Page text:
Urmila Sarkar (in blue), Chief, Education, UNICEF India and Deepa Das (in grey), Education Officer , UNICEF, Assam office on way to the feeder school at Lowkiwali sapori in Dibrugarh district accompanied by Associate Programme M anager, C-NES Sanjay Sharma

A UNICEF team comprising of Urmila Sarkar, Chief, Education, UNICEF India, Deepa Das, Education Officer and Memma Singha, Consultant, UNICEF, Assam office visited the Lowkiwali and Bhaisiwali sapori in Dibrugarh district. The visit was to see the progress of the Feeder schools initiated by C-NES with UNICEF support. The C-NES team was led by Sanjay Sharma, Associate Programme Manager and included Madhabi Lahon, Education Coordinator, Bhaskar Jyoti Bhuyan, CRS Coordinator, Jonali Pator and Jintu Baruah, Field Supervisors CRS, Santosh and Sanjay Yadav, Community Workers, and the Boat crew of Dhemaji Boat Clinic , SB Shahnaz.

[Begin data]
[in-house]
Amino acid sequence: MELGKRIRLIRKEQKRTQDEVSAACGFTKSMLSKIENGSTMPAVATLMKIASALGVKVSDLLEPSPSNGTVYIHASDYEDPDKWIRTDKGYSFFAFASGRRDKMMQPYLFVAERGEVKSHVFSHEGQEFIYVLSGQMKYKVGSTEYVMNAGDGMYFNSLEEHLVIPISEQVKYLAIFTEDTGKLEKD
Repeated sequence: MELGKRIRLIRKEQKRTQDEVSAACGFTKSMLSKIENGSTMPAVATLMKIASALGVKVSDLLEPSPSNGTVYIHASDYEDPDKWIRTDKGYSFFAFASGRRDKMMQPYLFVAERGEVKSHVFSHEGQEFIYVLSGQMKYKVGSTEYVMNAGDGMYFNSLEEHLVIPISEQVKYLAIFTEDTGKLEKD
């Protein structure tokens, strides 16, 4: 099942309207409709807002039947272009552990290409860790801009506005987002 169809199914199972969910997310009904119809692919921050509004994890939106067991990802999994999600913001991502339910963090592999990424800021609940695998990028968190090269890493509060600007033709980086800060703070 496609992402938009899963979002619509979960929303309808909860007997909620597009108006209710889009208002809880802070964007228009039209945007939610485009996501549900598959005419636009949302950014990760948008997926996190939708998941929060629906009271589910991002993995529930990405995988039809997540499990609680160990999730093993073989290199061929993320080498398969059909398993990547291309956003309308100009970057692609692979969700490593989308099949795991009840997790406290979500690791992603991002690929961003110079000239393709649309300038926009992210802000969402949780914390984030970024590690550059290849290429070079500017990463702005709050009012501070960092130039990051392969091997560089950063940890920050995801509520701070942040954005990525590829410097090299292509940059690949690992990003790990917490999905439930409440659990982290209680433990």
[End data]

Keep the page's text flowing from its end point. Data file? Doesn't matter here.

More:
A brief presentation on the Education initiative was made by Sanjay Sharma while Deepa Das highlighted the concept of Feeder school and said that this initiative has the potential to reduce the dropout rates at the primary level to a large extent especially in inaccessible areas such as the Brahmaputra river islands. Impressed with the feeder school model, Urmila Sarkar said that it could be upscaled to newer areas having similar profiles.
At the Lowkiwali feeder school, the UNICEF team interacted with the children. The villagers and the school Managing Committee were present. The headmaster of Sarikholia govt. LP (Nodal school) school, Dinanath Choubey was present at the school. Ratul Das of Sarba Siksha Abhigyan, also present on the occasion, promised 100 school bags for the children. The next school visited was Bhaisiwali Feeder School, founded in May 2010 at the behest of the women of the sapori. 31 children have been enrolled in this school so far and the team interacted with the children and the villagers for about an hour.